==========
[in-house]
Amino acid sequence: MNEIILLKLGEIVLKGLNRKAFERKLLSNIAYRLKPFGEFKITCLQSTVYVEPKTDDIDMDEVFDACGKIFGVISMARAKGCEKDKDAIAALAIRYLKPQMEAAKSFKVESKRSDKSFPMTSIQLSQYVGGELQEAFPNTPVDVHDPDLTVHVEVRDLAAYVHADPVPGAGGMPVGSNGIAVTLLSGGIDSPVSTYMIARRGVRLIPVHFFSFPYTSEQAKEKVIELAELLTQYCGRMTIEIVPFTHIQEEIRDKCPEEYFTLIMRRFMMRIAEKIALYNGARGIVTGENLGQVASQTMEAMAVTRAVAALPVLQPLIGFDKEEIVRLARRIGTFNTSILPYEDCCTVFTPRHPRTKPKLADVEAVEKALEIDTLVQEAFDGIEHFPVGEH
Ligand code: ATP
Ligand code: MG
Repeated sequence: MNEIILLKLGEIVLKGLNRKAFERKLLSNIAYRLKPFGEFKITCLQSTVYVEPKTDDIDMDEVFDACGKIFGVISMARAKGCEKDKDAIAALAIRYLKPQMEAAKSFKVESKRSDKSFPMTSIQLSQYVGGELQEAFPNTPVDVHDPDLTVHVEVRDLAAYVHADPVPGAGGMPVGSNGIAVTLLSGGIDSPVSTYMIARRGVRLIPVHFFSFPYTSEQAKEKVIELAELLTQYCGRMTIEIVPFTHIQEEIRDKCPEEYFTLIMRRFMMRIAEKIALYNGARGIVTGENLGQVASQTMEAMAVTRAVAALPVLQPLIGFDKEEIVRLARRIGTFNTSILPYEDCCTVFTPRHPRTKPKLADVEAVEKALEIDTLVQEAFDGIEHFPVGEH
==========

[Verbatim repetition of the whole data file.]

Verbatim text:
[in-house]
Amino acid sequence: MNEIILLKLGEIVLKGLNRKAFERKLLSNIAYRLKPFGEFKITCLQSTVYVEPKTDDIDMDEVFDACGKIFGVISMARAKGCEKDKDAIAALAIRYLKPQMEAAKSFKVESKRSDKSFPMTSIQLSQYVGGELQEAFPNTPVDVHDPDLTVHVEVRDLAAYVHADPVPGAGGMPVGSNGIAVTLLSGGIDSPVSTYMIARRGVRLIPVHFFSFPYTSEQAKEKVIELAELLTQYCGRMTIEIVPFTHIQEEIRDKCPEEYFTLIMRRFMMRIAEKIALYNGARGIVTGENLGQVASQTMEAMAVTRAVAALPVLQPLIGFDKEEIVRLARRIGTFNTSILPYEDCCTVFTPRHPRTKPKLADVEAVEKALEIDTLVQEAFDGIEHFPVGEH
Ligand code: ATP
Ligand code: MG
Repeated sequence: MNEIILLKLGEIVLKGLNRKAFERKLLSNIAYRLKPFGEFKITCLQSTVYVEPKTDDIDMDEVFDACGKIFGVISMARAKGCEKDKDAIAALAIRYLKPQMEAAKSFKVESKRSDKSFPMTSIQLSQYVGGELQEAFPNTPVDVHDPDLTVHVEVRDLAAYVHADPVPGAGGMPVGSNGIAVTLLSGGIDSPVSTYMIARRGVRLIPVHFFSFPYTSEQAKEKVIELAELLTQYCGRMTIEIVPFTHIQEEIRDKCPEEYFTLIMRRFMMRIAEKIALYNGARGIVTGENLGQVASQTMEAMAVTRAVAALPVLQPLIGFDKEEIVRLARRIGTFNTSILPYEDCCTVFTPRHPRTKPKLADVEAVEKALEIDTLVQEAFDGIEHFPVGEH